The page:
The email itself was less admirable, of course, and as I mentioned at the time, Stephens followed that up with a mailing in which he enclosed an image of Flavor Flav with the text “ODC IS A JOKE” at the top (see my reconstruction above). That, plus his failure to show up for the hearing and his insistence that disbarment would be an honor, is what prompted me to speculate that disbarment would not take long at all in this particular case. See Lawyer Who Said Disbarment Would Be “an Honor” Will Probably Be Honored Shortly” (Oct. 4, 2019).

I was wrong.

It somehow took another 18 months for this to happen, and when it did, one judge dissented. Ordinarily that wouldn’t be very remarkable, but remember, this was a case in which the lawyer didn’t respond to the charges, didn’t show up for a hearing, insulted most of those involved in the process, and then, as the Court of Appeals put it, “explicitly and emphatically asked to be disbarred and declined to retract that request when the Board afforded him the chance to do so.”

Granted, COVID-19 delayed most things significantly during that time, but you’d still think they’d have put this one on a slightly faster track.

Stephens unsurprisingly did not appeal the Board’s decision, but usually the highest court of a jurisdiction automatically reviews disciplinary orders (or at least disbarments), and that’s what happened here. Why it took so long is still a mystery, but it was likely some combination of the usual bureaucracy, COVID, and the fact that the judges could not agree whether to disbar Stephens. To be fair, the disagreement was really over whether they had the power to disbar him, because (1) he hadn’t filed an affidavit consenting to the disbarment—he didn’t actively do anything in the case—and (2) the Board hadn’t reviewed the evidentiary record fully, because Stephens asked to be disbarred. In the dissenting judge’s view, the rules required either an affidavit or a full review, so he thought the court had to remand so the Board could do its job. And, of course, rules are rules.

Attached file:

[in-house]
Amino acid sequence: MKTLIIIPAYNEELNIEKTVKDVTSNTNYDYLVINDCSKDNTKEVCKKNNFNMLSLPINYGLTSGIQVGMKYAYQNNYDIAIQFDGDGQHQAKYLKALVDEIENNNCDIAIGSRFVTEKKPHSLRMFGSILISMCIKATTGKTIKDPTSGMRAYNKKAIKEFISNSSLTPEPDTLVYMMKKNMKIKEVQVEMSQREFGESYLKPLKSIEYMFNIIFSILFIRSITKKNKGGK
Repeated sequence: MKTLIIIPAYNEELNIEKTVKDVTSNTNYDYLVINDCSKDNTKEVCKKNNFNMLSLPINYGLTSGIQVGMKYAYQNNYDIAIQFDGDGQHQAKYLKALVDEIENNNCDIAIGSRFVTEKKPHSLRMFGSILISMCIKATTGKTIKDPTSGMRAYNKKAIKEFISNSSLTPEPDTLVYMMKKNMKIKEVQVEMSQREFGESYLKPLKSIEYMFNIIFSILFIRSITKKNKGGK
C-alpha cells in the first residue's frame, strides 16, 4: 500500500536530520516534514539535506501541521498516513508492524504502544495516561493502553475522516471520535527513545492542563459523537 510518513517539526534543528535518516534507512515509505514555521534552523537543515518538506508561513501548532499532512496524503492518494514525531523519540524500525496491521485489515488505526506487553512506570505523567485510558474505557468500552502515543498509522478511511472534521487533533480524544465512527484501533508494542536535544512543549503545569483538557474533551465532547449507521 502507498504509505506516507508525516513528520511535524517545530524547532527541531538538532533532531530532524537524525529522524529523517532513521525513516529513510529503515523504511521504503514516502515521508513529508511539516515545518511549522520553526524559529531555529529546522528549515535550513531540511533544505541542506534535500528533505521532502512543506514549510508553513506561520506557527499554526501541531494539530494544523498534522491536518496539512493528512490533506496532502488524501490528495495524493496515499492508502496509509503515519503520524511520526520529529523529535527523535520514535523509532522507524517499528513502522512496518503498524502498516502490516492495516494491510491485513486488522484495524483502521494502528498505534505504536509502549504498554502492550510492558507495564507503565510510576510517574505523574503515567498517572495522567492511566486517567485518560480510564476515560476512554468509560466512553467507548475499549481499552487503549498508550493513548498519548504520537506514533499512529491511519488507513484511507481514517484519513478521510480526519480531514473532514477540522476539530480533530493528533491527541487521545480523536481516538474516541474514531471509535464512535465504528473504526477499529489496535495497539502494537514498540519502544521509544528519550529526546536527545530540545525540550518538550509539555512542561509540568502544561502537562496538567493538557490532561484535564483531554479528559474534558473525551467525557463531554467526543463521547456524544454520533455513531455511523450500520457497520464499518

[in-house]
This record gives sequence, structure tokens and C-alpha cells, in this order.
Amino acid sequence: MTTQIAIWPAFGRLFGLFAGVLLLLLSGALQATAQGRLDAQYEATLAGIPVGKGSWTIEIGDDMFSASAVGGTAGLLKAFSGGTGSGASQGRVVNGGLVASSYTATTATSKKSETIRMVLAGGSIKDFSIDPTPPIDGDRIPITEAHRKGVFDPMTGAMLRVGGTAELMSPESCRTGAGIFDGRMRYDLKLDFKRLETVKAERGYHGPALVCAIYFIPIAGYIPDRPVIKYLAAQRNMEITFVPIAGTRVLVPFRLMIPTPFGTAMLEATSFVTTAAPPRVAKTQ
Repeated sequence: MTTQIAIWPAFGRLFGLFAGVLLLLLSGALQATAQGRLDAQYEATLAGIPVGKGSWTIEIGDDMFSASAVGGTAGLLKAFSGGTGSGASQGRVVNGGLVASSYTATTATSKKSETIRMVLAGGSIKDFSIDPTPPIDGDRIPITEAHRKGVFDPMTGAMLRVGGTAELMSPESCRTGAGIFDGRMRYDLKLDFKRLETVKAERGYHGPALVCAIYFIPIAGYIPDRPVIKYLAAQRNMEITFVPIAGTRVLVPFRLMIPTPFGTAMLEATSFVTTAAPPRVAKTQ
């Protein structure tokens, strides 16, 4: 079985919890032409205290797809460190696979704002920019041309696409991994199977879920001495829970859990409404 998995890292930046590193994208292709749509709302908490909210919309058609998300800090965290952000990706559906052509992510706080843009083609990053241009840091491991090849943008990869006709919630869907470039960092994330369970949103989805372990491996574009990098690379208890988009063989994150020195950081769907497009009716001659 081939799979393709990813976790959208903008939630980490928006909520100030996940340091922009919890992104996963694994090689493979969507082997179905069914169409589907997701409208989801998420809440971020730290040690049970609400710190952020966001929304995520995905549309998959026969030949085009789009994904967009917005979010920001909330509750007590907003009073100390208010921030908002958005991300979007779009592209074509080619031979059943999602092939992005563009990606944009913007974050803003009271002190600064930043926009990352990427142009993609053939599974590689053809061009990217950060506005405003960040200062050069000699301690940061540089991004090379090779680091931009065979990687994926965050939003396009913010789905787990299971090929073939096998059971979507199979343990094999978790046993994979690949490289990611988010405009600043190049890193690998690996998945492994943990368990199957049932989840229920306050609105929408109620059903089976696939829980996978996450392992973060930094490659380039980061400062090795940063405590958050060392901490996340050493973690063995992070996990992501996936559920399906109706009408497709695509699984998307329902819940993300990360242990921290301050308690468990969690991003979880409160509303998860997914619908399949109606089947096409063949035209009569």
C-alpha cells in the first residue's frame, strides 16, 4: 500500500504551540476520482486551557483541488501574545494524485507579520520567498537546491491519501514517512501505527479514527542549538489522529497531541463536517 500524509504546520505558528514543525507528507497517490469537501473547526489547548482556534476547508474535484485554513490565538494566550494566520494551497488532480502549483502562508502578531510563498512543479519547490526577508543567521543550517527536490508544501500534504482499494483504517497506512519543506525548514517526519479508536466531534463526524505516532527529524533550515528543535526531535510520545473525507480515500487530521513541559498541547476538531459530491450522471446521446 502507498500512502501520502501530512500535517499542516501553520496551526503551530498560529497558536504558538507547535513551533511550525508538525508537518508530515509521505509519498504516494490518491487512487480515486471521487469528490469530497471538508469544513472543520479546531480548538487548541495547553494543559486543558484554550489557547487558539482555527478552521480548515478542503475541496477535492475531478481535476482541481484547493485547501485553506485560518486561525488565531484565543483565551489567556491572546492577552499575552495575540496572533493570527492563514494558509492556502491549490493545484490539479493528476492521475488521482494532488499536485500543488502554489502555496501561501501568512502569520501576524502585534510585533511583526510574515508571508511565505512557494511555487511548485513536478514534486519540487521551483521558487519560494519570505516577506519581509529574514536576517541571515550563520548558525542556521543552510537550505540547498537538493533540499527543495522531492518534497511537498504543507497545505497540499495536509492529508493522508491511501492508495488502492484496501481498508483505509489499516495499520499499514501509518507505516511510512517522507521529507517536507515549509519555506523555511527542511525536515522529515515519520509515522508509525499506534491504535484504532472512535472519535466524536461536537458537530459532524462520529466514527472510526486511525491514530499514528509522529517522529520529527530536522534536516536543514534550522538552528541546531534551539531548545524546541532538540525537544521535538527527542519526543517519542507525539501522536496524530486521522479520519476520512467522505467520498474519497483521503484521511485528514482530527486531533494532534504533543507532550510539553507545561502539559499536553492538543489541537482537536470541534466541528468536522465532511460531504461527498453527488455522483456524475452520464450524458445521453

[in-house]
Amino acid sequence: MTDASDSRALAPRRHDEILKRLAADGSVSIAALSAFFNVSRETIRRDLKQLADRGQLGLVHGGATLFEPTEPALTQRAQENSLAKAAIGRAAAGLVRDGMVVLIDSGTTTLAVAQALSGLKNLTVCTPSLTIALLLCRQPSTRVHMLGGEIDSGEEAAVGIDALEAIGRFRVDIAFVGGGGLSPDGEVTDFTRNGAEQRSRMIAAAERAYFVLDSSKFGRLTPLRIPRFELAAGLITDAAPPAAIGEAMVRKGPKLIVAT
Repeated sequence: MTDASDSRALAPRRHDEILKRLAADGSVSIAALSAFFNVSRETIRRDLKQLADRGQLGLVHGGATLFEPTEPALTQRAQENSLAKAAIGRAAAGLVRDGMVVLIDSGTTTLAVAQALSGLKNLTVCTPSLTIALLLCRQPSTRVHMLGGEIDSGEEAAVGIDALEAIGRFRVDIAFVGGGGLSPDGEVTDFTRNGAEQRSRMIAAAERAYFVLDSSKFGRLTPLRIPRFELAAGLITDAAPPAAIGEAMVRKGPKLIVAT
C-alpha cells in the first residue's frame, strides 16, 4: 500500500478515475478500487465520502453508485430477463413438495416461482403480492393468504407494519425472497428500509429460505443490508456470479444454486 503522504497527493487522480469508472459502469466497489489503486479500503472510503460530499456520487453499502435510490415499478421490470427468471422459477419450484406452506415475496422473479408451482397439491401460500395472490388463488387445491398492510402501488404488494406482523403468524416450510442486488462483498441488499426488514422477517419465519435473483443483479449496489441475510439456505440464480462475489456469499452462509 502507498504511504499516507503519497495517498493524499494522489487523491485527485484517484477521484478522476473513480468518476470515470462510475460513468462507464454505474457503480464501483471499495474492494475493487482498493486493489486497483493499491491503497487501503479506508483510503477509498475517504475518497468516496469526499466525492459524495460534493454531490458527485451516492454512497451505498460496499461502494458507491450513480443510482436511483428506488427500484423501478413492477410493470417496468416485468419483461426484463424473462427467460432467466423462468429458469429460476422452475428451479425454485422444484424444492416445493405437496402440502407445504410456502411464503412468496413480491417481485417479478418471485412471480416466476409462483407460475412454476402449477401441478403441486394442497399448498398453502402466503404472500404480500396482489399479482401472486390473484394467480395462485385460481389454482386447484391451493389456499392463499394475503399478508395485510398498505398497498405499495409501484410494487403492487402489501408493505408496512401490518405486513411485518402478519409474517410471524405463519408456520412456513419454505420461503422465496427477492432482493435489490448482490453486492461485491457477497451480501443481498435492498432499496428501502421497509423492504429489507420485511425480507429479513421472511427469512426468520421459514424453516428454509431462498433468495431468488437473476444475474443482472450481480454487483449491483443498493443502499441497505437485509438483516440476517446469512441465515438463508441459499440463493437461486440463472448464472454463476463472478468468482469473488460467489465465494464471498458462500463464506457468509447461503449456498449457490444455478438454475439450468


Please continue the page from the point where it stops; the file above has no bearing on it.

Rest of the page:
But the majority didn’t agree that the rules required all that extra work just because Stephens refused to cooperate, even refusing to consent to the disbarment he didn’t oppose. Many rights can be waived, they argued, and it sure seems like Stephens waived any rights he had here. And “if the dissent is invoking some greater sense of injustice at respondent’s disbarment,” one of the majority judges wrote in a concurrence, “I do not share that sense.” Stephens not only got due process under the circumstances, the judge wrote, he got “an excess of process” given that he didn’t bother to defend himself and asked to be disbarred. What’s the problem?

Perhaps the Bar Rules entitled him to an even greater excess of process, but if so then we can afford him relief only if he asks for it. He did the opposite here, when more than three years ago he insisted that we not “kill trees” or “waste taxpayer resources” on him. We should have been quicker to abide.

Id. at 14 (Deahl, J., concurring).

The court above this one is the U.S. Supreme Court, but since it doesn’t take cases automatically, this is almost certainly the end of the (surprisingly long) road.